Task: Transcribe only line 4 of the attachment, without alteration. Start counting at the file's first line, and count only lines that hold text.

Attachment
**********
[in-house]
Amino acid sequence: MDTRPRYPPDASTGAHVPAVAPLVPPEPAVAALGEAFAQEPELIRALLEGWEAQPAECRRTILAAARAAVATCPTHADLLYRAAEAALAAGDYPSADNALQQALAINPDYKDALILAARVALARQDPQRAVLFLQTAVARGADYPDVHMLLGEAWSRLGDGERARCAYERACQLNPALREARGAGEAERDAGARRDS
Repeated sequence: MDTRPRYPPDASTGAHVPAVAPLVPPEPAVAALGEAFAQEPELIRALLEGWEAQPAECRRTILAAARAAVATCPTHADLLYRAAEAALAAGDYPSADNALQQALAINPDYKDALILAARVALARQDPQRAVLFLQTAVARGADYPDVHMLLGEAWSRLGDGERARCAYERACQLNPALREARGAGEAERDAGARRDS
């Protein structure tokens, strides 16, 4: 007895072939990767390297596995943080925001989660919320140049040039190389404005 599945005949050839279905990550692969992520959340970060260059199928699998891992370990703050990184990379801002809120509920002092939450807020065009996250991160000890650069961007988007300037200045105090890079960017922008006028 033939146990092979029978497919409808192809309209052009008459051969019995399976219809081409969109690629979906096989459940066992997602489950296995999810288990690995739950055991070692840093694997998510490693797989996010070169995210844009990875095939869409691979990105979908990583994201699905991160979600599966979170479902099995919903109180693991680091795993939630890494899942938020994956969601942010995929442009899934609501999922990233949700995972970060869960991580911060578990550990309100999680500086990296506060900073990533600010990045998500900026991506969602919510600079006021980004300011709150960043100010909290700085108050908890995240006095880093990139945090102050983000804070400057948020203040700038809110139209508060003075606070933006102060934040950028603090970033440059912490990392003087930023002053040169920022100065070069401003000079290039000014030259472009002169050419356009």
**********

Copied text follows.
């Protein structure tokens, strides 16, 4: 007895072939990767390297596995943080925001989660919320140049040039190389404005 599945005949050839279905990550692969992520959340970060260059199928699998891992370990703050990184990379801002809120509920002092939450807020065009996250991160000890650069961007988007300037200045105090890079960017922008006028 033939146990092979029978497919409808192809309209052009008459051969019995399976219809081409969109690629979906096989459940066992997602489950296995999810288990690995739950055991070692840093694997998510490693797989996010070169995210844009990875095939869409691979990105979908990583994201699905991160979600599966979170479902099995919903109180693991680091795993939630890494899942938020994956969601942010995929442009899934609501999922990233949700995972970060869960991580911060578990550990309100999680500086990296506060900073990533600010990045998500900026991506969602919510600079006021980004300011709150960043100010909290700085108050908890995240006095880093990139945090102050983000804070400057948020203040700038809110139209508060003075606070933006102060934040950028603090970033440059912490990392003087930023002053040169920022100065070069401003000079290039000014030259472009002169050419356009």